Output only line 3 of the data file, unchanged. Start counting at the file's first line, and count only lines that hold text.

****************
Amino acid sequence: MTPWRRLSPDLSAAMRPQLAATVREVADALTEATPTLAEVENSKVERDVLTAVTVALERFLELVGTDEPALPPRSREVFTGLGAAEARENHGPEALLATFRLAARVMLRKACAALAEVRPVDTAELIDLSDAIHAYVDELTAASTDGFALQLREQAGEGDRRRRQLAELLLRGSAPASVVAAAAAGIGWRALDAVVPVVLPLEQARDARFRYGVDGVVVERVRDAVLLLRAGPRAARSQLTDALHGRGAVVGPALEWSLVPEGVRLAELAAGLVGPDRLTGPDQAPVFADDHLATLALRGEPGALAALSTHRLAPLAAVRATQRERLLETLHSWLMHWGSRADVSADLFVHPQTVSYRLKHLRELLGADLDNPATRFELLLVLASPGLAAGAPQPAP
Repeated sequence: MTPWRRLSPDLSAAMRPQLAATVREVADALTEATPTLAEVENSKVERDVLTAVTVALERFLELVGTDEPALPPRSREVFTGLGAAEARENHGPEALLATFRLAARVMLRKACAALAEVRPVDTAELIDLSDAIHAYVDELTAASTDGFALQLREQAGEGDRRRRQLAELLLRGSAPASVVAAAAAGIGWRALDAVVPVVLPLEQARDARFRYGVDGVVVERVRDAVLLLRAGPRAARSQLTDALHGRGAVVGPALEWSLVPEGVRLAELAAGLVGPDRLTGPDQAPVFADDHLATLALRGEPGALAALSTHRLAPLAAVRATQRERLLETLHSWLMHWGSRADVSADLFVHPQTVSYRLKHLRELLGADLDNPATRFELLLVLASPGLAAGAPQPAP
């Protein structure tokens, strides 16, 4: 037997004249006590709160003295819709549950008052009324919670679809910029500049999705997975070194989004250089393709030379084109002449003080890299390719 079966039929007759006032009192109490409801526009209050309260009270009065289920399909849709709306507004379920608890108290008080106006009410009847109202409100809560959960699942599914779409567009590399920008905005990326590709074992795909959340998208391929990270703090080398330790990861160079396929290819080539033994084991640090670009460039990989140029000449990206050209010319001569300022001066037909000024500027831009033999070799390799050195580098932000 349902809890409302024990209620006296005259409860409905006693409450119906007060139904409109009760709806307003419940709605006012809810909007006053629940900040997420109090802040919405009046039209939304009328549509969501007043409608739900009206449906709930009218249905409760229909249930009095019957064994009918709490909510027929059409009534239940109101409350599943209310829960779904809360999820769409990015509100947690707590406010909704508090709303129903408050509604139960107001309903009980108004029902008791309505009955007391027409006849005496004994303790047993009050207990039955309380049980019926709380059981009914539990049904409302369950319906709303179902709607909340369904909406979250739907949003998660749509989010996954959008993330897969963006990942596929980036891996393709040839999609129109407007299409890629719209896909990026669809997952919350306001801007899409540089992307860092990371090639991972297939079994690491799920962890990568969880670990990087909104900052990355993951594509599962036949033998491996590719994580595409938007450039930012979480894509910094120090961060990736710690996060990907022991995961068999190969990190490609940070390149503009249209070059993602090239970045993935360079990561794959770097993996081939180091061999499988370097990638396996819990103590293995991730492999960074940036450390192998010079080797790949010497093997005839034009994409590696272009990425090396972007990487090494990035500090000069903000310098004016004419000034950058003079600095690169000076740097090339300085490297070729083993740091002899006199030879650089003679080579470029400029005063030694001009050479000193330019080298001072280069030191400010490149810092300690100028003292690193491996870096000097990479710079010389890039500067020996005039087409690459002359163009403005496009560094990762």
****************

């Protein structure tokens, strides 16, 4: 037997004249006590709160003295819709549950008052009324919670679809910029500049999705997975070194989004250089393709030379084109002449003080890299390719 079966039929007759006032009192109490409801526009209050309260009270009065289920399909849709709306507004379920608890108290008080106006009410009847109202409100809560959960699942599914779409567009590399920008905005990326590709074992795909959340998208391929990270703090080398330790990861160079396929290819080539033994084991640090670009460039990989140029000449990206050209010319001569300022001066037909000024500027831009033999070799390799050195580098932000 349902809890409302024990209620006296005259409860409905006693409450119906007060139904409109009760709806307003419940709605006012809810909007006053629940900040997420109090802040919405009046039209939304009328549509969501007043409608739900009206449906709930009218249905409760229909249930009095019957064994009918709490909510027929059409009534239940109101409350599943209310829960779904809360999820769409990015509100947690707590406010909704508090709303129903408050509604139960107001309903009980108004029902008791309505009955007391027409006849005496004994303790047993009050207990039955309380049980019926709380059981009914539990049904409302369950319906709303179902709607909340369904909406979250739907949003998660749509989010996954959008993330897969963006990942596929980036891996393709040839999609129109407007299409890629719209896909990026669809997952919350306001801007899409540089992307860092990371090639991972297939079994690491799920962890990568969880670990990087909104900052990355993951594509599962036949033998491996590719994580595409938007450039930012979480894509910094120090961060990736710690996060990907022991995961068999190969990190490609940070390149503009249209070059993602090239970045993935360079990561794959770097993996081939180091061999499988370097990638396996819990103590293995991730492999960074940036450390192998010079080797790949010497093997005839034009994409590696272009990425090396972007990487090494990035500090000069903000310098004016004419000034950058003079600095690169000076740097090339300085490297070729083993740091002899006199030879650089003679080579470029400029005063030694001009050479000193330019080298001072280069030191400010490149810092300690100028003292690193491996870096000097990479710079010389890039500067020996005039087409690459002359163009403005496009560094990762």